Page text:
Thank you in advance if you decide to reply to this.

    The universe doesn't need dark energy, but scientists do – in order to explain the universe. Universe itself has no needs one way or another, at all, it is simply there. Some day there will be new discoveries to better describe dark energy so it's not just some mysterious force that we know nothing about – just like ether, it could even be proven non-existent if something better fits into that model.

    https://www.sciencealert.com/galaxy-ncg1052-df2-no-dark-matter-ultra-diffuse-dragonfly-array?utm_source=Facebook&utm_medium=Branded+Content&utm_campaign=ScienceNaturePageSign

    It could be open and closed at the same time. It could be packed into the black hole kind of object under it's horizon, where observer can't reach the edge of the universe over finite time, even though the object itself is finite… kind of.

    Dark matter, dark energy and the cosmological constant is to gravity what fibromyalgia is to diagnosis: a catch all for whatever we don't understand. I suspect we have a profound misunderstanding of "gravity" and the "gravitational time dilation" red herring, (and the extreme variability of the speed of time and its affect on mass, and the direct affect of density on the local speed of time.)

    If we comme to the conclusion that the universe expands forever, the heat death of the universe is inevitable. That leaves the universe with only dark energy aka quantum field. In the equation you demonstrate, if there is only dark energy, does it become negative ? or am I missing something ?

    Can dark energy do the same things as regular energy? Can it do work? Can it convert into heat? Does it follow the usual rules of thermodynamics? Can it convert into matter? Can it emit photons?

    Why not think of dark energy as gravity of everything pulling from the center out? Example, we are being pulled apart by the weight of galaxies way outside our cluster, even galaxies that are racing away faster than light have an effect on us in the form of gravitu. The dark energy we see is the weight of all other distant galaxies pulling us to them in all directions.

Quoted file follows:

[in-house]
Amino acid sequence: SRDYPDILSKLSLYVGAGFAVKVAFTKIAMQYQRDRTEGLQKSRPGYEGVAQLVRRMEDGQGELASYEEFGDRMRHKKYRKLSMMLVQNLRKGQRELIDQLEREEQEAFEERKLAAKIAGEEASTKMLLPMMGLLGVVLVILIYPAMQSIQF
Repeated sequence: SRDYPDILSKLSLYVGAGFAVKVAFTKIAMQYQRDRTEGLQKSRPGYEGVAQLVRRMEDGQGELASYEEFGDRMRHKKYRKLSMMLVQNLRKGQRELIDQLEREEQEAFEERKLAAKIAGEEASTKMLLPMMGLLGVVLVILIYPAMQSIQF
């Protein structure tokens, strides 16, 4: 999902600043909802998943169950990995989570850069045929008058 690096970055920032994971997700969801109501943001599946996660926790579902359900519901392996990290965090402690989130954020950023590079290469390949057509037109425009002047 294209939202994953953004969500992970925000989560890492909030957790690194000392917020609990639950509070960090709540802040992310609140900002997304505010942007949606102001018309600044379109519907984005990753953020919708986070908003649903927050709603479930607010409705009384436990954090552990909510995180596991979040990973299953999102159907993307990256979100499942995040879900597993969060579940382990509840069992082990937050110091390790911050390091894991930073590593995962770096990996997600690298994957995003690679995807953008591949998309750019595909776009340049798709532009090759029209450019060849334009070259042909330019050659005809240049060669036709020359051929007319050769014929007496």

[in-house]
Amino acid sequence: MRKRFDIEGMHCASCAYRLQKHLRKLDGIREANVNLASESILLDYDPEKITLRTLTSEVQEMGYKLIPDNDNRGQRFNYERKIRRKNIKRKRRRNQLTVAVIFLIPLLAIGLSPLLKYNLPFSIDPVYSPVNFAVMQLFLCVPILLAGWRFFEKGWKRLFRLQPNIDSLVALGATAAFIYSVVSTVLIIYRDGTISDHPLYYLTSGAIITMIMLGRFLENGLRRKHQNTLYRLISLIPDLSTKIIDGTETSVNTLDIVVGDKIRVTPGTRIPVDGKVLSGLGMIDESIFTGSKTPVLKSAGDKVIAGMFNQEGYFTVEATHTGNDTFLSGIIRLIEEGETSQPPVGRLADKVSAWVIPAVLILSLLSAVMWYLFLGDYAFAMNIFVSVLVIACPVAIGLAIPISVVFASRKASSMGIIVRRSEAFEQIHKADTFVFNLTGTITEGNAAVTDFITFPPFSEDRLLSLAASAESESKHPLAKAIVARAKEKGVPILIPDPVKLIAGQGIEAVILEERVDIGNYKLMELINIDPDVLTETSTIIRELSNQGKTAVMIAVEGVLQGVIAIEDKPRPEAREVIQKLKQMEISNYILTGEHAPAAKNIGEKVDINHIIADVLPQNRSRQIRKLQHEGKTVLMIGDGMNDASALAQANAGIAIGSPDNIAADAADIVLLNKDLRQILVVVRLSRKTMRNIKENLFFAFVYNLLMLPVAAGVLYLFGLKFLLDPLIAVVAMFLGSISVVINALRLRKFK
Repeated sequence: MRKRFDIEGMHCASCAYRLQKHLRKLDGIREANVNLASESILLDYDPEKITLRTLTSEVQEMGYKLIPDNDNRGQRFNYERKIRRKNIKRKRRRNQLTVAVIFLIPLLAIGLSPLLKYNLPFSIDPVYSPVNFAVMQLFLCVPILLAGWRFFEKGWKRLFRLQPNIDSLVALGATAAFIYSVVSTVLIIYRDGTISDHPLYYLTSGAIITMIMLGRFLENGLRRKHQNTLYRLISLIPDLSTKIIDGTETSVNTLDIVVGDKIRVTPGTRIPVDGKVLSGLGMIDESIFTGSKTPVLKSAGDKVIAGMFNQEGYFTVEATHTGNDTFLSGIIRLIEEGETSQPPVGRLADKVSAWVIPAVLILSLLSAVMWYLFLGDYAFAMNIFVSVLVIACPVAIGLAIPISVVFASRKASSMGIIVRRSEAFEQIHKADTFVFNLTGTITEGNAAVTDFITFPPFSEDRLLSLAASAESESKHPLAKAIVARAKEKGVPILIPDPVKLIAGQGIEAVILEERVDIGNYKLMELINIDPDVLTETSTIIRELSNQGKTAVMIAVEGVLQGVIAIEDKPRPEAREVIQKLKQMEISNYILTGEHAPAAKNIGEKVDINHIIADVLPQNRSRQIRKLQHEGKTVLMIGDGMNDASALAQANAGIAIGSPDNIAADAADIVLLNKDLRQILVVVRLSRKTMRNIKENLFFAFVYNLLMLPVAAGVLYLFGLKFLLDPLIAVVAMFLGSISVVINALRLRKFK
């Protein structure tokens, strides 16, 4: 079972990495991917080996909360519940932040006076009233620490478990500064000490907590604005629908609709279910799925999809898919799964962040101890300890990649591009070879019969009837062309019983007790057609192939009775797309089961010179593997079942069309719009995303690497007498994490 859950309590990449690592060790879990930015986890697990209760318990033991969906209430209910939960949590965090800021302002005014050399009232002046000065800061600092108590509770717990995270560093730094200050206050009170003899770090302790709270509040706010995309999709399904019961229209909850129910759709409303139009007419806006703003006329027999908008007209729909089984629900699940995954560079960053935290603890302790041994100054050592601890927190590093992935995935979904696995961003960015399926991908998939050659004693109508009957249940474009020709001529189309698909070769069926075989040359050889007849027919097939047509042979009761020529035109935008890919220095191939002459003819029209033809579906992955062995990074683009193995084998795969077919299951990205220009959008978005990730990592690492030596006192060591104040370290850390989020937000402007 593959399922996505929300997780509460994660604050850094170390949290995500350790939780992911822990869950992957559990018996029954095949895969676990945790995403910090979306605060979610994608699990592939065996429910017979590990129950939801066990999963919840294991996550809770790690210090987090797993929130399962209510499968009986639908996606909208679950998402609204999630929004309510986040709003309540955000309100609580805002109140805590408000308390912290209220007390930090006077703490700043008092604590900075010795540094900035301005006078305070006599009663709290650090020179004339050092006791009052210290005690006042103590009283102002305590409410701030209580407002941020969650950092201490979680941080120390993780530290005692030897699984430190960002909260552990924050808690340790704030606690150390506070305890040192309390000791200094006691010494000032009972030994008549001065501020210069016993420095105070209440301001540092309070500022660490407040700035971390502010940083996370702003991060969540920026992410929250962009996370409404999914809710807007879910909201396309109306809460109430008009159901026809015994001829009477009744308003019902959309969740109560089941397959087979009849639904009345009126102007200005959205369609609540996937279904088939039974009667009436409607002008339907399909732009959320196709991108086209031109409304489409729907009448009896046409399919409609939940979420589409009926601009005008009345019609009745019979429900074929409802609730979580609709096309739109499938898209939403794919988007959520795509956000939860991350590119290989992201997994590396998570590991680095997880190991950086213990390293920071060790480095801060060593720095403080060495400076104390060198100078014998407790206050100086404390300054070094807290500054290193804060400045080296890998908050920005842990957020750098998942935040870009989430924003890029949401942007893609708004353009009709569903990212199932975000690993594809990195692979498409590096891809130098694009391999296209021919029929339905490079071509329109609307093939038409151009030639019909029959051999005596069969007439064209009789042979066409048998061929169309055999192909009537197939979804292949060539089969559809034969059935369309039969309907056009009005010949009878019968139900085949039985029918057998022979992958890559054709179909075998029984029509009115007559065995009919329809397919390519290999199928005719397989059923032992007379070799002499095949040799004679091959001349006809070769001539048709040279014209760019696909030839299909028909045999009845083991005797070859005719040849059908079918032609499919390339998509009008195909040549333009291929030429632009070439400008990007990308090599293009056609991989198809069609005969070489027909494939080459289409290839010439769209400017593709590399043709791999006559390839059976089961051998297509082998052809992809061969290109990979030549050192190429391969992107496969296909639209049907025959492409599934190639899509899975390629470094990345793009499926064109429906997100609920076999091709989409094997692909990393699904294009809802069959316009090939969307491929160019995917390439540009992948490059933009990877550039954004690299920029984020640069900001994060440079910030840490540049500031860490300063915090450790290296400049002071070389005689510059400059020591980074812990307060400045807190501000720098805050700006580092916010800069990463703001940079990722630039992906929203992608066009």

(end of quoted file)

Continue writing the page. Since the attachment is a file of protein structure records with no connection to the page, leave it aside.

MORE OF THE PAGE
Does anyone else want to punch this annoying guy who presents these videos a serious butt whipping?

    So if we are giving a simple example of how an Apple is thrown and gets back due to gravity…so what force is pulling back the universe back? If it's gravity than where is it's mass? Some singularity?

    Flat within 0.4 of 1% … that's not flat, that's still not flat. Flat is flat. there is no within whatever flat.

    Why must a flat space be infinite and a positive curvature space finite?
    I know that that the latter is true for surfaces in 3d embedding spaces if we want to assume that the curvature is constant but does it hold for any kind of positively curved space?
    Additionally, a cylindric surface is flat but also finite in one of its directions.

    Ya know, if space is expanding… then space can expand, which means there is some way to make it expand, which means that that 'some way' has to be accessible and manipulable. Gravitational waves show us 'space' is a thing. How do we work with it?

    Hahahaha That last part was great. XD I'm sure bloopers after every episode would get old but it was awesome to see this time. Especially the eyebrow thing. lol

    Does dark energy 'create' mass as it kind of comes into being? If so, does it 'create' it fast enough to ever reverse expansion?

    But this magical energy Lambda is in some way balancing the left side in order to "keep" the universe flat. Is it then a resisting force against curving the universe? Such as a solid ruler resisting being bent?

    Great videos. However, I suggest using a “de-easer” in the audio recordings of these videos. The sibilance from the “s” sounds is excessive and distracting from the content.